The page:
|Cemetery notes and/or description:|
The cemetery is located between Ledson Winery and St. Francis Winery, behind the Sonoma County Juvenile Justice Center.
From 101, take Highway 12 east through Kenwood. Take a left on Pythian Rd. Keep left when the street splits, it becomes Los Guilicos Rd. Right on Eliza. It looks like you are turning into the Juvenile Justice Center parking lot. Follow Eliza around the County Works building, 320 Eliza, through the solar panels onto the dirt road. At the end of the road is a gate which may or may not be locked. The cemetery is on the left surrounded by a low wire fence.
The gate is under the jurisdiction of Sonoma County General Services department. The cemetery itself is owned by the Ledson Winery, which you passed on the way in. If you ask nicely someone at 320 Eliza may be able to let you through the gate, but you may also need permission from the owner of the winery to visit the cemetery.
The land was part of the Los Guillicos Land Grant that Vallejo gave to John Wilson. It was bought by William Hood and in 1858 and a large brick home was built, now known as the Hood House, a historic California Landmark (#692) which was the center of the first California winery to export wine to Europe. The building was made with bricks fired on site by Native Americans.
In 1905, the site was bought by Senator Thomas Kearns of Utah, as a summer home. It was visited by several U.S. Presidents.
It was bought by the Knights of Pythias in 1924 and was used as a retirement home for it's members. All of the red brick buildings on the site were built during the Pythian's ownership of the property. During this time, the area was a fully functioning farm. This is when the Pythian Home Cemetery was in use. It appears that the people in the cemetery were members of the Pythian Knights, but that is not confirmed.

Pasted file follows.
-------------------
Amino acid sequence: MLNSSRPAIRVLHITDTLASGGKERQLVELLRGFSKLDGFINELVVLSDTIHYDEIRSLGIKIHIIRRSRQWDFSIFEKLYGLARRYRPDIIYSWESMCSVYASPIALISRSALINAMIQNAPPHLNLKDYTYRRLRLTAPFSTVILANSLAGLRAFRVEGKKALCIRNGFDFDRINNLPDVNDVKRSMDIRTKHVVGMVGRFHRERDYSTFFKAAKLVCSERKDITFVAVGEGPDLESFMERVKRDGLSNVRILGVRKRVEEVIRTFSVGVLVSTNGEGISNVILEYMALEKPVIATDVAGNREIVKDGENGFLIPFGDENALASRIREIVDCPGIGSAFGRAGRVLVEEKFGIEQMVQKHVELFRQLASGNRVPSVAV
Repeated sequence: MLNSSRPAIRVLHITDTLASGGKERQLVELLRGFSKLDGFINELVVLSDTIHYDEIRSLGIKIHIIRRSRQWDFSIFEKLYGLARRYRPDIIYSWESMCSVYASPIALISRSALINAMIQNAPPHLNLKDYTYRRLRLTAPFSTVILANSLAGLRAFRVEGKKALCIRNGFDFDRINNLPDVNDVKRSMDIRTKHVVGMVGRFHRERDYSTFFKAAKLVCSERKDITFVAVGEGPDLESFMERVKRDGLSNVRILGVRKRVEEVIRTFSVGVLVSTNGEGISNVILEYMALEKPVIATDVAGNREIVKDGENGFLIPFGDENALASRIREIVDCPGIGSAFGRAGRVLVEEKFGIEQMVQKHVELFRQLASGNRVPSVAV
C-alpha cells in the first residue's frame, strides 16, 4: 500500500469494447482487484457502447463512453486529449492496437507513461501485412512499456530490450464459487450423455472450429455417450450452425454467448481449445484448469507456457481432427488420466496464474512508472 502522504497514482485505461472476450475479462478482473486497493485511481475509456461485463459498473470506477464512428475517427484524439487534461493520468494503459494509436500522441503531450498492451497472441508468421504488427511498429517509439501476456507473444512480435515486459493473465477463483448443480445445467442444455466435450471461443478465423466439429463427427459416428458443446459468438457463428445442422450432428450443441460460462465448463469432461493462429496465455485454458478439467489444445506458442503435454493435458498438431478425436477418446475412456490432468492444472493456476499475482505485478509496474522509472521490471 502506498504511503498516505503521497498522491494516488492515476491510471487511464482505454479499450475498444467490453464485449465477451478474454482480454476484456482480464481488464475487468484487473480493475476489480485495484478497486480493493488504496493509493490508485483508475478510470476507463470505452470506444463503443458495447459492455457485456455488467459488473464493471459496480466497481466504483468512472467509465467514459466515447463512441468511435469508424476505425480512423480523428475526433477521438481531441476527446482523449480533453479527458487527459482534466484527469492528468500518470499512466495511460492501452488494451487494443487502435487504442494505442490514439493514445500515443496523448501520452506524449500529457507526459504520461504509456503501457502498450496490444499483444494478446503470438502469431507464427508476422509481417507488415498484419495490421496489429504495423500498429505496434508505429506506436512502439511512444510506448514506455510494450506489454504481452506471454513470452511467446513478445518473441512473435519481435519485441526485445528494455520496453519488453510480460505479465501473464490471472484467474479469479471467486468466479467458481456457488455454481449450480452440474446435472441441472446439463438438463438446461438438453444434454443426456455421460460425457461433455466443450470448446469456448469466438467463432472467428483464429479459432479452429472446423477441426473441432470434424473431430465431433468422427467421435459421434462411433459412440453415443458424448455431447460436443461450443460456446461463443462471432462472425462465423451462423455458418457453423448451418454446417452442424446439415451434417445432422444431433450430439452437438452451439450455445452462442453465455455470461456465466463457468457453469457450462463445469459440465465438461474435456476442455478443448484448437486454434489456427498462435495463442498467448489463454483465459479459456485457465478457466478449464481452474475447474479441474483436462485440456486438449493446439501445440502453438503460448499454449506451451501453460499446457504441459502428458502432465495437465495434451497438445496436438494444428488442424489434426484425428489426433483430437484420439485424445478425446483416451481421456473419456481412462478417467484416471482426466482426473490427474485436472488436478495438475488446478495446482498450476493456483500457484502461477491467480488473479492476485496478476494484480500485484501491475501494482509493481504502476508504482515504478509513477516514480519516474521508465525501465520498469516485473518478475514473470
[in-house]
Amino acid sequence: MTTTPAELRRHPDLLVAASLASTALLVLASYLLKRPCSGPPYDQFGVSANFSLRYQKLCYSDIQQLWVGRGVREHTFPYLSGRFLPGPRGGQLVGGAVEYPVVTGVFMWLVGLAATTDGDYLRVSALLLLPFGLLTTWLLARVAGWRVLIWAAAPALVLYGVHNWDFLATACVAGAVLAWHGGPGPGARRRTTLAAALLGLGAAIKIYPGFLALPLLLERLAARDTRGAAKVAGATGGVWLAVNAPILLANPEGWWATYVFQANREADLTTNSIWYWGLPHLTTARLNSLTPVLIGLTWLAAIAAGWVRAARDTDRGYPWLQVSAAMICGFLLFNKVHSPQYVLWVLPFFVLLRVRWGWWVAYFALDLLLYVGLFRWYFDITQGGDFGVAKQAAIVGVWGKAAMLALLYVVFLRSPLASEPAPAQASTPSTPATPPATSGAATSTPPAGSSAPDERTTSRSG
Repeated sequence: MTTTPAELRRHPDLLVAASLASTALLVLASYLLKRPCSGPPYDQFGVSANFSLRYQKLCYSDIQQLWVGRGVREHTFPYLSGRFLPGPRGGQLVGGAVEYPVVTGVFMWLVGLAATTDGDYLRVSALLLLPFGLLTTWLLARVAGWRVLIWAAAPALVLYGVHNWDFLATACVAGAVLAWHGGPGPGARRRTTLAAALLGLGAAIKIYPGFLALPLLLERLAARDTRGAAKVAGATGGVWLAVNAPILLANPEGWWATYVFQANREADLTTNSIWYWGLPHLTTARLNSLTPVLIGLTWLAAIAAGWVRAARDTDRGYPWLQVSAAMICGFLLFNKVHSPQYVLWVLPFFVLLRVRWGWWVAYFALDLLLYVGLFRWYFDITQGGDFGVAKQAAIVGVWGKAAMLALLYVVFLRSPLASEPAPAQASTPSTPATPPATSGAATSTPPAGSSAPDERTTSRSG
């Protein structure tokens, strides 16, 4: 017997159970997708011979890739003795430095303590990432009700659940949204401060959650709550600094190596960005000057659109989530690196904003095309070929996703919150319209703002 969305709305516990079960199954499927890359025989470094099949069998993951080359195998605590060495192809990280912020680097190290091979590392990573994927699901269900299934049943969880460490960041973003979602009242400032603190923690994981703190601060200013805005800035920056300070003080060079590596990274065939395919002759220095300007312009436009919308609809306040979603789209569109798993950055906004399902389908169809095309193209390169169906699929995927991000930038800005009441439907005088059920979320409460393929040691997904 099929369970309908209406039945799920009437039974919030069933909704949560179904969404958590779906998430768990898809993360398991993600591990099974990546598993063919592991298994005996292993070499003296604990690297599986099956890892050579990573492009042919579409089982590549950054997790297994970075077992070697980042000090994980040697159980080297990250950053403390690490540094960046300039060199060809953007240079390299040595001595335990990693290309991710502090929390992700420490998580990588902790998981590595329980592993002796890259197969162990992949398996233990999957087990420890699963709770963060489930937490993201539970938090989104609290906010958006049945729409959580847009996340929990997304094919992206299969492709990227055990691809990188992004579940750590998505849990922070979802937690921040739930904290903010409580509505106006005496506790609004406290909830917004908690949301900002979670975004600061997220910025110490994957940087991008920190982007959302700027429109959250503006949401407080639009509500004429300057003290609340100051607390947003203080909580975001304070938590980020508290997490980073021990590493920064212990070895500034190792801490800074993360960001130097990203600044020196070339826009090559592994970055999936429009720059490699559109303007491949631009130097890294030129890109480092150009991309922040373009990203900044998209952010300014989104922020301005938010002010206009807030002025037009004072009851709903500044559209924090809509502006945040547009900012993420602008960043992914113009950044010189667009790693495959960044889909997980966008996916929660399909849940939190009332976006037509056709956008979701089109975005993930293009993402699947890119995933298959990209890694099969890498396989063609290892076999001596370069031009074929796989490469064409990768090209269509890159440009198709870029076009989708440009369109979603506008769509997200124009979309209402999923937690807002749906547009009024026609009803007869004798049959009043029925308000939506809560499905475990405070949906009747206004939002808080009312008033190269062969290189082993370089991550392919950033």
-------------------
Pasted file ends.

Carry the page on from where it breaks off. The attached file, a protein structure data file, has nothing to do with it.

The Pythians sold it to the State in 1942, which used the site for a "girls' school," a correctional facility for girls. The land has been sub divided many times over the years. The Hood House and brick Pythian buildings are County owned, and when the Hood House is finished being restored, it is to be open to the public. The Cemetery is a small 2.6 acre plot privately owned, surrounded by county owned land.
The cemetery is in a state of horrid disrepair. The 2.6 acre plot is zoned for cemetery use, but the area that is fenced in is much smaller than 2.6 acres. Just enough for 9 plots wide and 11 plots long. At one point, the cemetery was blacktopped over, but large sinkholes are over each plot. The cemetery is surrounded by trees, and most of the cemetery is buried under a thick layer of dead leaves. Thorny berry bushes grow from cracks in the blacktop.
There are three types of grave markers. There are a total of three large marble headstones located outside of the fence line. Of the rest, there are about 20 small bronze markers, smaller then license plates with names and dates. The rest of the markers are wood, names but no dates, even smaller than the bronze markers, and the writing is almost totally gone. The bronze and wood markers are in no way secured to their spots. There is a small map posted, and as I tried photographing the site, I found that many of the markers are not in the correct places! Even the large granite may not be in the correct places. The map shows Reed Ingraham on the west side of the cemetery in plot 54, but I found his headstone outside of the fence on the east side.
Every headstone in this cemetery is photographed. If a memorial has no photograph, there is no gave marker to photograph. I wanted to photograph every one, but without clearing the cemetery of leaves and berry vines, and laying out the grave markers anew, there is no way to accomplish this goal. The county is in negotiations to purchase the land, and it may again be open to the public.
Pythian Cemetery is a private location difficult to get to and identify as such.
it is marked by a low fence and becoming overgrown and most of the small wood markers are fast losing all (paint) info.
Some brass plaques present, many unmarked but for the overall plot location nailed on a tree